So I have now identified 10 genes that are expressed in the mammalian placenta and I am going to compare in the gene databases the proteins synthesized from these genes. I suspect however that again I will find that there is about a 1% difference in the DNA sequence and a 2-3% difference in the amino acid sequence of the proteins. My own theory about this is that the fact that there is a small percentage of difference in so many proteins (80%) does indeed account for the fact that there is a 60% (at least) difference in phenotype between human and chimp. Take a simple example: If there is a 2% difference in proteins between 80% of the proteins in two species then that could arguably account for an 80 x 2= 160% difference in phenotype between the two species. This is not strictly a formal mathematical permutation or combination but still as a matter of common sense it could account for the fact that there is a 60% (at least) difference in phenotype between human and chimp. Basically very small differences in a large proportion of all the proteins in an organism are responsible for its phenotype.
Which means that six million years ago in just one generation all these small insignificant mutations must have all occurred simultaneously for the human being to differentiate from the chimpanzee. The image above which presents the standard theory of Neo-Darwinism that the human gradually evolved over six million years and started to stand upright simply doesn't stack up with the fact that the differences in DNA sequence and the great bulk of the proteins in human and chimp are insignificantly small. It doesn't stack up because if these insignificantly small mutations happened randomly in dribs and drabs over millions of years then there could not have been a complete differentiation between the two species. They would have been able to continue to interbreed and the fossil record would show all sorts of intermediate hybrids. The only way to account for the 60% (at least) difference in phenotype between human and chimp is if all the insignificantly small mutations happened at once to create two different creatures. It is submitted that this demonstrates that Neo-Darwinism is clearly wrong, and if you can't accept that then surely you must concede that Neo-Darwinism offers no explanation for the fact that two creatures so similar in their genome and proteins could be two separate species so totally different and distinct in their phenotype.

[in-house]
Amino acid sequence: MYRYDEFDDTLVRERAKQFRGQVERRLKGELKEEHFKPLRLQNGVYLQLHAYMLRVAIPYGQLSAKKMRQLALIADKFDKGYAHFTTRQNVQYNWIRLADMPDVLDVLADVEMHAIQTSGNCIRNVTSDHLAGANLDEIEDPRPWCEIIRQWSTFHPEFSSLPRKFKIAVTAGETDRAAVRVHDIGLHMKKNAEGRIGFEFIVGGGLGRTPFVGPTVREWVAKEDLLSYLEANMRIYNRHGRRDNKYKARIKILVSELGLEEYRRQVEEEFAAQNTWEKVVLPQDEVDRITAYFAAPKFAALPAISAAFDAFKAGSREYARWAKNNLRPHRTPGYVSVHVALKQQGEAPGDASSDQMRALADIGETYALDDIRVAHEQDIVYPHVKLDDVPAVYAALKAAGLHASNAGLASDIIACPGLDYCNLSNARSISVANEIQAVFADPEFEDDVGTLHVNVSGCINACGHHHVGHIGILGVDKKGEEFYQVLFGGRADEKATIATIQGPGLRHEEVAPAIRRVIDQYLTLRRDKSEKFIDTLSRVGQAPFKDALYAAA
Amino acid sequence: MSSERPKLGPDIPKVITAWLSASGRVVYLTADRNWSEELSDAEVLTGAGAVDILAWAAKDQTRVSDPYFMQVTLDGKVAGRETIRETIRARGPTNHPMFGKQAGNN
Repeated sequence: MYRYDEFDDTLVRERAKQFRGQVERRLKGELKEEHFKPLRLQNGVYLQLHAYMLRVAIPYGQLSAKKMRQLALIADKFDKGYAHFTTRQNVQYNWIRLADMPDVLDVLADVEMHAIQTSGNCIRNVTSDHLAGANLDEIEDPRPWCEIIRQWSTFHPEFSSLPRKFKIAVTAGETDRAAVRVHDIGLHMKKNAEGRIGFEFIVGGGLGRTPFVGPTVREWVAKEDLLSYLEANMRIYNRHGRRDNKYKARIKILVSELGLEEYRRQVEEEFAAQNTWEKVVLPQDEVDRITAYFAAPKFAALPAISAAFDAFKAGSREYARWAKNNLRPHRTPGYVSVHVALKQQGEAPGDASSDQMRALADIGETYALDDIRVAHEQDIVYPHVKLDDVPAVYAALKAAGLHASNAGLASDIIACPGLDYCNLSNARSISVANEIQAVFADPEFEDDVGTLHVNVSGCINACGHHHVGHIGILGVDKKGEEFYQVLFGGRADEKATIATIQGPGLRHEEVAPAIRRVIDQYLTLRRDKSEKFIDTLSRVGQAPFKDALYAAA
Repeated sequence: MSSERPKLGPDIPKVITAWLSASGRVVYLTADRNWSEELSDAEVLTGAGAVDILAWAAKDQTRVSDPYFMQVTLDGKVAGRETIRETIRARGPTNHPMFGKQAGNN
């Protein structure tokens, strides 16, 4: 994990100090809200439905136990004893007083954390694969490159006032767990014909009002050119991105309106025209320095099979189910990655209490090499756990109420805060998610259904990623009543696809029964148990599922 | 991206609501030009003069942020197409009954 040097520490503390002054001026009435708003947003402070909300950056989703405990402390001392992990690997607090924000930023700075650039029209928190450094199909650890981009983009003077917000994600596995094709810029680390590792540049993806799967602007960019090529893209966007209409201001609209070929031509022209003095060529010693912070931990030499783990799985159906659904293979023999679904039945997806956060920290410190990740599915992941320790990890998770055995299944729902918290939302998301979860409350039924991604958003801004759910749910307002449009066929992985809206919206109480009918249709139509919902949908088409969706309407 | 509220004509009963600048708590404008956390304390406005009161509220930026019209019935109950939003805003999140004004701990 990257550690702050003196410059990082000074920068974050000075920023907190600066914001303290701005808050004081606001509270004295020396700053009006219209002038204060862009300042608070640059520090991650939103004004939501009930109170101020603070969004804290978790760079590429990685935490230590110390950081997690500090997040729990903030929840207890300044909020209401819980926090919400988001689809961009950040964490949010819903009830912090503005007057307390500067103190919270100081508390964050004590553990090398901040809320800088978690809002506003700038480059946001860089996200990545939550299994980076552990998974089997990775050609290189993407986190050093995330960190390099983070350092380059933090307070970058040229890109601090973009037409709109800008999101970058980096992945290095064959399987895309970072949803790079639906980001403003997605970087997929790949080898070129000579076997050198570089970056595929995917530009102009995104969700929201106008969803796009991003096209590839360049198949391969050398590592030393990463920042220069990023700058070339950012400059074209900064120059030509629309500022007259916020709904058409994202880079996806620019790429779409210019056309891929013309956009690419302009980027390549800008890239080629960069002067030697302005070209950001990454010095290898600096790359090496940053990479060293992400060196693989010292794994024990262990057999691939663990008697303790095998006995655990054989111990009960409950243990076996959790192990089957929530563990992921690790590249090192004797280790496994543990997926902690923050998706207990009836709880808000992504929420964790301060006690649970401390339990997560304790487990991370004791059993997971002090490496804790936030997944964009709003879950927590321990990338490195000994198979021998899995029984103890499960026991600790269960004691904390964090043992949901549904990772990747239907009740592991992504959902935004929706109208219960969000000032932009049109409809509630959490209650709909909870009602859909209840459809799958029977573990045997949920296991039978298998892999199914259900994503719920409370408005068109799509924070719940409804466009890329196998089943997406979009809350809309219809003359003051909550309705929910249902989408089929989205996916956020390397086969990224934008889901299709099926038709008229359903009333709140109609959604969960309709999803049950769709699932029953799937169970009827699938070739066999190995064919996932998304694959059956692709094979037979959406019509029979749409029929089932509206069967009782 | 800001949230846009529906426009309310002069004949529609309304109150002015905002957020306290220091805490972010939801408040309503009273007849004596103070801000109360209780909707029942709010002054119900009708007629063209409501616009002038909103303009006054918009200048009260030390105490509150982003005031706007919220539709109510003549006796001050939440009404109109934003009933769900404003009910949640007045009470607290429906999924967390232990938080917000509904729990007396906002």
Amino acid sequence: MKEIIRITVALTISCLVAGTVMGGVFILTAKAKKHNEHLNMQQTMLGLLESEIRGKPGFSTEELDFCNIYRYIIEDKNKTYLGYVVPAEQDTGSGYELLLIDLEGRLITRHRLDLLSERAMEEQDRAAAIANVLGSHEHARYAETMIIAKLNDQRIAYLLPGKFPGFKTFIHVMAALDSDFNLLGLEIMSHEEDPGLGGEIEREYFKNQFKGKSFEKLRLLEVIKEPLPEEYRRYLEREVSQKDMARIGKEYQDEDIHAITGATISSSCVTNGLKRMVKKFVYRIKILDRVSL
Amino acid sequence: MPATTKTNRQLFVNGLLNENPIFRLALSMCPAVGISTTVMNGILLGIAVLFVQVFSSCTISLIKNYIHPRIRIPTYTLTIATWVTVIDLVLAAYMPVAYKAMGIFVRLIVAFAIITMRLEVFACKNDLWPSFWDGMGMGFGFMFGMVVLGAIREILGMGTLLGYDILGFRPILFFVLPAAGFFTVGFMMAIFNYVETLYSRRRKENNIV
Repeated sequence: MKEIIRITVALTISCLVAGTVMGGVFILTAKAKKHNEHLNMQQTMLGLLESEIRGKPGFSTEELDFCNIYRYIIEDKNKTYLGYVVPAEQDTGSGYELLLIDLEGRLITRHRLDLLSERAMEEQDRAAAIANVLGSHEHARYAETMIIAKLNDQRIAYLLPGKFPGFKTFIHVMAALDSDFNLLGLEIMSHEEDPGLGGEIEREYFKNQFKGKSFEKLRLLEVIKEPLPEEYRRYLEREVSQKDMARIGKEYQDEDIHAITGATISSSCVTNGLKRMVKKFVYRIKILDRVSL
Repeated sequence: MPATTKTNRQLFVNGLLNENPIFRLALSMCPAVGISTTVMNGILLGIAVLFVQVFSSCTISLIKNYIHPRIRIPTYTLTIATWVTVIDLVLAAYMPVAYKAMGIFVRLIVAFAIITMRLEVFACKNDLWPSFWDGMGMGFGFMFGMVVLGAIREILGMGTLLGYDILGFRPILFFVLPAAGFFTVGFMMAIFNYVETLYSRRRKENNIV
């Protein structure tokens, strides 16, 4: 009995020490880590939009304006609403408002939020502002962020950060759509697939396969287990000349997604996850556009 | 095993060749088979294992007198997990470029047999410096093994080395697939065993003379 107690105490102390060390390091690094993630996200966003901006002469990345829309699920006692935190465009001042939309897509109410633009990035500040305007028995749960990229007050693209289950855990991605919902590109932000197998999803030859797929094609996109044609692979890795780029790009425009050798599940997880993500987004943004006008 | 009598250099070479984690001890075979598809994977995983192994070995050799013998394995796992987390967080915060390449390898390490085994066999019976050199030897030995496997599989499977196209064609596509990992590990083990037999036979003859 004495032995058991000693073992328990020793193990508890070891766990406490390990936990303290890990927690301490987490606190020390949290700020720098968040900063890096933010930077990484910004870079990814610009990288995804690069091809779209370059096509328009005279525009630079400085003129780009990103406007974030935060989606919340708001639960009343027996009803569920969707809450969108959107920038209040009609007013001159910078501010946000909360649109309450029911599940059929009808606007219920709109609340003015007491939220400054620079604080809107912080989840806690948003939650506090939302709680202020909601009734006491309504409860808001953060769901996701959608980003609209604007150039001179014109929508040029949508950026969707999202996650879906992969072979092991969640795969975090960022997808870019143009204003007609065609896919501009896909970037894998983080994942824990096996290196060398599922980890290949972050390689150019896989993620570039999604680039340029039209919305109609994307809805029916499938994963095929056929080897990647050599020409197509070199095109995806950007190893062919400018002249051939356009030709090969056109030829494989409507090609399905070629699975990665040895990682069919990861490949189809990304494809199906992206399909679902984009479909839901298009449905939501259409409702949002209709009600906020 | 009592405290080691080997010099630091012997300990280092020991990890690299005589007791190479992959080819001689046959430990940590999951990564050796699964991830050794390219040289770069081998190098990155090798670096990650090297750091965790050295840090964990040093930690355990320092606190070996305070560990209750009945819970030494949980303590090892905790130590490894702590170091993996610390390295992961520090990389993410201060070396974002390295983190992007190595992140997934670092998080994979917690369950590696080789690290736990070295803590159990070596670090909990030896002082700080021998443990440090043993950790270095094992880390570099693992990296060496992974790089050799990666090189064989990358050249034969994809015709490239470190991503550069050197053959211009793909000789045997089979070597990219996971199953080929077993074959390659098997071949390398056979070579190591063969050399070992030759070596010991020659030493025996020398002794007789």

In fact the orthodox explanation that a small difference in a few developmental genes in embryogenesis are responsible for the differentiation of human and chimp species would be the strongest argument possible for intelligent design, for these same small differences in only one or a few regulatory genes would be responsible for the differentiation of all the mammal species and these could not possibly be random cheemical mutations.
SCHRÖDINGER’S QUANTUM THEORY OF MUTATION VS. NEODARWINISM
TEN GENES EXPRESSED IN THE PLACENTA
Global gene expression analysis and regulation of the principal genes expressed in bovine placenta in relation to the transcription factor AP-2 family